What shocked me is the intense, absolutely intense scrutiny that goes into a film like this. Even the very first scene, where John wakes up at 1 minute before 3:30am is meaningful. Stone explains that human trait we know so well. Where stress or tension has us wake up even before the alarm, even though we may be very tired. And do we see the significance that on this day, September 11, like so many days before, a man gets up and leaves without saying goodbye to his wife?
The art in this film is really what Stone describes as ‘the interplay of light’. He’s very descriptive of how the scenes were shot where the men were pinned down in the wreckage – he refers to them as holes – of the building: “…dark all day, smoke, certain tedium, the tightness, all these…” conveyed in a threadbare voice, in the hollow quiet of a prison cell, or the soft emptiness of the very early morning.
It is astonishing to see how the director is familiar with every detail of his story. He knows who everyone is, he knows when, where, how much. He is entirely familiar with his story. He must not only know reality, but how to render it. World Trade Centre had to be rendered in 2 hours – a 24 hour story. The artistry involved is compelling under these conditions, when most might try to adhere to a story, or try to be poignant in terms of sheer acting. Stone does both without getting bogged down, and goes further: he pokes into the human condition, that soft hot air balloon, and finds something special, something warm and valuable in it. Indeed, it’s the premise of the film.
At one point Stone says: “Here we leave [the dark of] hole 8 to go into the hospital light. We’ll use the full power of the fluorescents.” Once again, his visual brain, his thinking mechanism is beyond the ordinary skills of many writers and directors out there. Stone also describes the rescue line over the wreckage (survivors were recovered and conveyed over the wreckage on a sort of human conveyor belt), which consisted of firemen, FBI, port authority policemen, paramedics, marines etc as: “A true patch quilt of agencies combined.”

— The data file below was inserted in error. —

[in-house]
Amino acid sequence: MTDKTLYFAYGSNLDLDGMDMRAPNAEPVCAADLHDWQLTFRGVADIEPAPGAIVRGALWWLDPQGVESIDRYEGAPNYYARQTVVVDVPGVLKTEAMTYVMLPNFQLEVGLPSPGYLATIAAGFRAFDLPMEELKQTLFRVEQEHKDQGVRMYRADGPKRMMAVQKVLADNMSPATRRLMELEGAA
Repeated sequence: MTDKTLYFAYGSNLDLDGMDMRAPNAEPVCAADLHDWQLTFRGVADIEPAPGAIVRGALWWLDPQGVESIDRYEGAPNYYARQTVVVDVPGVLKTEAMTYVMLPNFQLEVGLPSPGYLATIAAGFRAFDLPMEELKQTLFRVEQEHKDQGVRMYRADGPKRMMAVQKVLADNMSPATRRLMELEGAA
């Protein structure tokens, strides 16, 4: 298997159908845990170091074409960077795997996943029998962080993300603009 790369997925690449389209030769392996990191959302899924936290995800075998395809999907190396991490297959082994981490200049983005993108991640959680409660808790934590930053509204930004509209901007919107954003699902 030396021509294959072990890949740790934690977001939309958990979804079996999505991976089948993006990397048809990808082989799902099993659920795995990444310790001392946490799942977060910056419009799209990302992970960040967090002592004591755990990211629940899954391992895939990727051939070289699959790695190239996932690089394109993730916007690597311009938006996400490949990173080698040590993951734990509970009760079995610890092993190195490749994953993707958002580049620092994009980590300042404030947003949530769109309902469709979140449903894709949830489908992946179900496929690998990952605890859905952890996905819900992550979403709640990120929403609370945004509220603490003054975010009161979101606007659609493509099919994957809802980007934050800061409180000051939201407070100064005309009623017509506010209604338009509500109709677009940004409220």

World Trade Centre is one story. One version. We see an interplay of light and dark, we see the approach of midnight. We see one survivor being rescued, and his companion more than 7 and a half hours later (just before 8am). Only 20 people were pulled out of the wrecked buildings alive. The film is just the story of number 18 and 19, and their wives and families. Stone uses an interesting turn of phrase to describe the second rescue: “We went to the more oblique and surreal…” We see Jesus and a bottle of water. And yet it all fits into the human condition.
And so only once John’s wife, Donna, has reached out to the world (she hugs and cries with a black woman at a hospital) is John allowed to be pulled out.
We’re told that this man, who did not say goodbye to his wife that morning, that it was his wife, the strength of his marriage, that compelled him to cling to life, as swarms of pain washed over his shattered body. Try to imagine what it is like to be crushed for hours in the dark. Stone says his favorite scene in the film, is what John (played by Nic Cage) says to his wife in the hospital.
We might ask ourselves, from time to time: What am I doing in this crazy world? Look a little closer. Understand the whole human condition, not just your own. When you watch a movie, look a little closer, and also, look at what you’re not looking at. And find the light. In life there are sometimes second chances for us. We can all learn from what has visited us, we can develop the sensitivity that goes deeply into every frame of the films we see, but then we need to put the blind man in ourselves to death, and be reborn into the light. These too, are visual lessons and metaphors for life. The human condition needs as much warm light as it can get for our hopes to float.